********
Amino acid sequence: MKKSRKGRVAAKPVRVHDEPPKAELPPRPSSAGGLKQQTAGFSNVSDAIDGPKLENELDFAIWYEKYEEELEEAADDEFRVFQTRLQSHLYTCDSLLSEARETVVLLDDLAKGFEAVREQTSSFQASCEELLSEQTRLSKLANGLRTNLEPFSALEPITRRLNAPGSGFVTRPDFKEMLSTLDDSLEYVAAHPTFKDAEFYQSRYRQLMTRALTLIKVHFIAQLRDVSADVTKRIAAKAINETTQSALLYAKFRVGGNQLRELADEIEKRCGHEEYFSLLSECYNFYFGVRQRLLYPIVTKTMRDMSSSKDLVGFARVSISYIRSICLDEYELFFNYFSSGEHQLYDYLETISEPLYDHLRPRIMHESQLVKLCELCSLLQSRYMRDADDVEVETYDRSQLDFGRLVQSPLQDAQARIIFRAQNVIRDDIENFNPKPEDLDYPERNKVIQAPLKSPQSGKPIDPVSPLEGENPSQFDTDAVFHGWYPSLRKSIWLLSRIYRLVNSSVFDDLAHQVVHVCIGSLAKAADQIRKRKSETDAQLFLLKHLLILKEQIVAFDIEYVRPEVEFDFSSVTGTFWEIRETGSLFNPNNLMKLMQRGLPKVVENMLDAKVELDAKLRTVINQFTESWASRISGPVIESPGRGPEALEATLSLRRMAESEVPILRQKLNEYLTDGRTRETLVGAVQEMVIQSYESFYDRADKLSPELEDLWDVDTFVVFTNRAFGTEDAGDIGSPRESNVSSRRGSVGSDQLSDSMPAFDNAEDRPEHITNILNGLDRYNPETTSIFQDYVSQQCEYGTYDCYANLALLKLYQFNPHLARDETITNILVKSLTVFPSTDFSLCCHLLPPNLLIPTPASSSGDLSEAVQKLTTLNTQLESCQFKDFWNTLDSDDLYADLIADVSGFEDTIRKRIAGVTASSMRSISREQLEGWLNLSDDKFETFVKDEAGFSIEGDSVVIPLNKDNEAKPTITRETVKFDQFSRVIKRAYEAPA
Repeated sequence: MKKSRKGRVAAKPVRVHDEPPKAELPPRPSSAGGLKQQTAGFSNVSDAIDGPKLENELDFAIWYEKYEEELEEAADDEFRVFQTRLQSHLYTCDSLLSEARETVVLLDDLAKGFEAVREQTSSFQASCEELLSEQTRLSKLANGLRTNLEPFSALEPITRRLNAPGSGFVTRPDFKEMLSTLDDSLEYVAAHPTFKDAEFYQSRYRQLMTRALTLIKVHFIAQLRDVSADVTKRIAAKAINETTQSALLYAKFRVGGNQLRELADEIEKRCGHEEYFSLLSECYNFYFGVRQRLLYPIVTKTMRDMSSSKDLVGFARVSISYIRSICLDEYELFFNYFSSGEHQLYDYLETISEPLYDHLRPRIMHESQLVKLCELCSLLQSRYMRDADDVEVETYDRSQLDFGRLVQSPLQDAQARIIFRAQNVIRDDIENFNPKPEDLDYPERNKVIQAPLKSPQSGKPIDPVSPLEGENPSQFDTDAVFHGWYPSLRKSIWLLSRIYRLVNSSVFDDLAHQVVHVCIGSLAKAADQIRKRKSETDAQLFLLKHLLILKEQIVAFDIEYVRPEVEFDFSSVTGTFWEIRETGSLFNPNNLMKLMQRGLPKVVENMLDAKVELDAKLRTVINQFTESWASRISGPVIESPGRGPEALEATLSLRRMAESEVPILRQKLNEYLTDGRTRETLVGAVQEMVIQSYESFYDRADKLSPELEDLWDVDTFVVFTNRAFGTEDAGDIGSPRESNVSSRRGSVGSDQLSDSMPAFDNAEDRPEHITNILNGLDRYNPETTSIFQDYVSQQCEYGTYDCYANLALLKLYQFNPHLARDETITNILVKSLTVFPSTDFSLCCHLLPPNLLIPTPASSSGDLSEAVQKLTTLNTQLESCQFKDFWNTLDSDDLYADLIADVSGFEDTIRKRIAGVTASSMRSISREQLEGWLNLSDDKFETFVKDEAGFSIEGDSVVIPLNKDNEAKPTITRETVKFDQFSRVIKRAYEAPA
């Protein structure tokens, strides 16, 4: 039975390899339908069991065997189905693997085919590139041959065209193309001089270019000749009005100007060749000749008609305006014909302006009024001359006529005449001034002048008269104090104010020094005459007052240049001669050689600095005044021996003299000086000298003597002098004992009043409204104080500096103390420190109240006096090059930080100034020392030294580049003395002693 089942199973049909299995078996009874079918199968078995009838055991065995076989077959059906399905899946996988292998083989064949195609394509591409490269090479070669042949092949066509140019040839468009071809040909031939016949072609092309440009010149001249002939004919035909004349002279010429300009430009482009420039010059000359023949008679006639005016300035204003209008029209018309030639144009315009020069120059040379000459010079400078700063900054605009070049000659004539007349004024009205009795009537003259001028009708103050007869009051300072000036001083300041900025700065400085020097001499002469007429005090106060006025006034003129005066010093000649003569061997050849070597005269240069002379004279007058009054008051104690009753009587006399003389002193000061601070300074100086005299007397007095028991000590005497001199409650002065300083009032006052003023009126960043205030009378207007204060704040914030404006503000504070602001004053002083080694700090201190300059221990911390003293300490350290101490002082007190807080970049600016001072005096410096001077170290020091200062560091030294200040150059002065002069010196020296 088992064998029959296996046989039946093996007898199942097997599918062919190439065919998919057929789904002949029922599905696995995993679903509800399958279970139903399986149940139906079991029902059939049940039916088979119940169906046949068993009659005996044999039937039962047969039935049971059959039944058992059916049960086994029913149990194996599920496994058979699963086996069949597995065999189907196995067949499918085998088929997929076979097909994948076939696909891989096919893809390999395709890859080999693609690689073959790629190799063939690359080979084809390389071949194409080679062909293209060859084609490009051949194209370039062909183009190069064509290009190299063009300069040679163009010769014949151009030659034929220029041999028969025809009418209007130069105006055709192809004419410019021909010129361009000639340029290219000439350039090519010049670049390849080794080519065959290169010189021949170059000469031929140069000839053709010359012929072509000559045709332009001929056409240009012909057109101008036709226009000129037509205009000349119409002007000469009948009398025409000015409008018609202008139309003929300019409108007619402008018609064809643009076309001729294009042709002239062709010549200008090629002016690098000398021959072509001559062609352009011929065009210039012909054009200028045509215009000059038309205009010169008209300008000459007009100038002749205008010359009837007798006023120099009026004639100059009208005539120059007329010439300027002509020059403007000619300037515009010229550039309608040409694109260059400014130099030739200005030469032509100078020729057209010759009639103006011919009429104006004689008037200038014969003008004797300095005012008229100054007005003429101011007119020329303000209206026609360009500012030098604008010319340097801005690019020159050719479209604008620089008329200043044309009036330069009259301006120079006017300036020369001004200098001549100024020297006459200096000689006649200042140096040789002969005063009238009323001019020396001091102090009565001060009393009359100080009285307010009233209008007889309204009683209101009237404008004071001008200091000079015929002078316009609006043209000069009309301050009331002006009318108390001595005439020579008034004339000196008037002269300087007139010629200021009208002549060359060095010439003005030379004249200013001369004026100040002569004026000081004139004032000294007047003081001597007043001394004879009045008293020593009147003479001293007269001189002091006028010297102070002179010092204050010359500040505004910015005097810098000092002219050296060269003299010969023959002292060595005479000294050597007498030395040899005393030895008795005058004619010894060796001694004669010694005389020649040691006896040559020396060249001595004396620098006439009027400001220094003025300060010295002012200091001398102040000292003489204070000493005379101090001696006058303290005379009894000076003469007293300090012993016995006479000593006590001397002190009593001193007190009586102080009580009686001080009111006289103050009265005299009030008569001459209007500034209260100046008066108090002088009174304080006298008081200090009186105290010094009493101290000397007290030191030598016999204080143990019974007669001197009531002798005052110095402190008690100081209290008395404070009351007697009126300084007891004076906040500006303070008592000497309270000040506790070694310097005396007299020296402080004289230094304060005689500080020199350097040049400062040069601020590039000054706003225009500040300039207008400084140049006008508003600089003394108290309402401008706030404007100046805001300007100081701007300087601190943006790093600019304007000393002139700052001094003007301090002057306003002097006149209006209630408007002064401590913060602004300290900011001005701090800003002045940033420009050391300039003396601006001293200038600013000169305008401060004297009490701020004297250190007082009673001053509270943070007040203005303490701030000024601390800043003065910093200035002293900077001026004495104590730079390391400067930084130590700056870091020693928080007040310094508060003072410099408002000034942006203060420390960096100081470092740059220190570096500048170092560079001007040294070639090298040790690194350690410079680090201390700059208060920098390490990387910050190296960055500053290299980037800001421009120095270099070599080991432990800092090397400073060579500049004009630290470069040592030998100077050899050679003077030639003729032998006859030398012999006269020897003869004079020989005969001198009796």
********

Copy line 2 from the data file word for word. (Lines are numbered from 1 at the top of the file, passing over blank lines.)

Repeated sequence: MKKSRKGRVAAKPVRVHDEPPKAELPPRPSSAGGLKQQTAGFSNVSDAIDGPKLENELDFAIWYEKYEEELEEAADDEFRVFQTRLQSHLYTCDSLLSEARETVVLLDDLAKGFEAVREQTSSFQASCEELLSEQTRLSKLANGLRTNLEPFSALEPITRRLNAPGSGFVTRPDFKEMLSTLDDSLEYVAAHPTFKDAEFYQSRYRQLMTRALTLIKVHFIAQLRDVSADVTKRIAAKAINETTQSALLYAKFRVGGNQLRELADEIEKRCGHEEYFSLLSECYNFYFGVRQRLLYPIVTKTMRDMSSSKDLVGFARVSISYIRSICLDEYELFFNYFSSGEHQLYDYLETISEPLYDHLRPRIMHESQLVKLCELCSLLQSRYMRDADDVEVETYDRSQLDFGRLVQSPLQDAQARIIFRAQNVIRDDIENFNPKPEDLDYPERNKVIQAPLKSPQSGKPIDPVSPLEGENPSQFDTDAVFHGWYPSLRKSIWLLSRIYRLVNSSVFDDLAHQVVHVCIGSLAKAADQIRKRKSETDAQLFLLKHLLILKEQIVAFDIEYVRPEVEFDFSSVTGTFWEIRETGSLFNPNNLMKLMQRGLPKVVENMLDAKVELDAKLRTVINQFTESWASRISGPVIESPGRGPEALEATLSLRRMAESEVPILRQKLNEYLTDGRTRETLVGAVQEMVIQSYESFYDRADKLSPELEDLWDVDTFVVFTNRAFGTEDAGDIGSPRESNVSSRRGSVGSDQLSDSMPAFDNAEDRPEHITNILNGLDRYNPETTSIFQDYVSQQCEYGTYDCYANLALLKLYQFNPHLARDETITNILVKSLTVFPSTDFSLCCHLLPPNLLIPTPASSSGDLSEAVQKLTTLNTQLESCQFKDFWNTLDSDDLYADLIADVSGFEDTIRKRIAGVTASSMRSISREQLEGWLNLSDDKFETFVKDEAGFSIEGDSVVIPLNKDNEAKPTITRETVKFDQFSRVIKRAYEAPA